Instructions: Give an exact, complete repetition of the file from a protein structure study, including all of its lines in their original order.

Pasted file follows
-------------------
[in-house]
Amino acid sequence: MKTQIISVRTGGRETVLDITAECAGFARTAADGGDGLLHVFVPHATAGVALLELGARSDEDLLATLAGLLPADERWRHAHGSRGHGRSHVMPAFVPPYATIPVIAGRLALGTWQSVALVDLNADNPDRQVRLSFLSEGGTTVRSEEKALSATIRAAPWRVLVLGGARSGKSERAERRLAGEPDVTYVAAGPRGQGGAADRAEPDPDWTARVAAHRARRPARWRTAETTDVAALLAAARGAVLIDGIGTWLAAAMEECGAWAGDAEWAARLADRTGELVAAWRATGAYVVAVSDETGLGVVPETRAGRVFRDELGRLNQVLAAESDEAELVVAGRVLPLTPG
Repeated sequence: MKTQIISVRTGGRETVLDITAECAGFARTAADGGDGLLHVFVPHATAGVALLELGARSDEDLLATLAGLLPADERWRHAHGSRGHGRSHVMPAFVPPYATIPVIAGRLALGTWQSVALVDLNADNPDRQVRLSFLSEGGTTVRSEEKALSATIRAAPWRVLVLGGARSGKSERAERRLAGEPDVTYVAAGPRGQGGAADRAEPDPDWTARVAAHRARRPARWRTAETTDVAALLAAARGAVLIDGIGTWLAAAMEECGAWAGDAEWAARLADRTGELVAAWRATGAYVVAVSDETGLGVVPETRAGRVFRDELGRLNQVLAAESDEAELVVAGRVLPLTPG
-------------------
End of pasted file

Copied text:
[in-house]
Amino acid sequence: MKTQIISVRTGGRETVLDITAECAGFARTAADGGDGLLHVFVPHATAGVALLELGARSDEDLLATLAGLLPADERWRHAHGSRGHGRSHVMPAFVPPYATIPVIAGRLALGTWQSVALVDLNADNPDRQVRLSFLSEGGTTVRSEEKALSATIRAAPWRVLVLGGARSGKSERAERRLAGEPDVTYVAAGPRGQGGAADRAEPDPDWTARVAAHRARRPARWRTAETTDVAALLAAARGAVLIDGIGTWLAAAMEECGAWAGDAEWAARLADRTGELVAAWRATGAYVVAVSDETGLGVVPETRAGRVFRDELGRLNQVLAAESDEAELVVAGRVLPLTPG
Repeated sequence: MKTQIISVRTGGRETVLDITAECAGFARTAADGGDGLLHVFVPHATAGVALLELGARSDEDLLATLAGLLPADERWRHAHGSRGHGRSHVMPAFVPPYATIPVIAGRLALGTWQSVALVDLNADNPDRQVRLSFLSEGGTTVRSEEKALSATIRAAPWRVLVLGGARSGKSERAERRLAGEPDVTYVAAGPRGQGGAADRAEPDPDWTARVAAHRARRPARWRTAETTDVAALLAAARGAVLIDGIGTWLAAAMEECGAWAGDAEWAARLADRTGELVAAWRATGAYVVAVSDETGLGVVPETRAGRVFRDELGRLNQVLAAESDEAELVVAGRVLPLTPG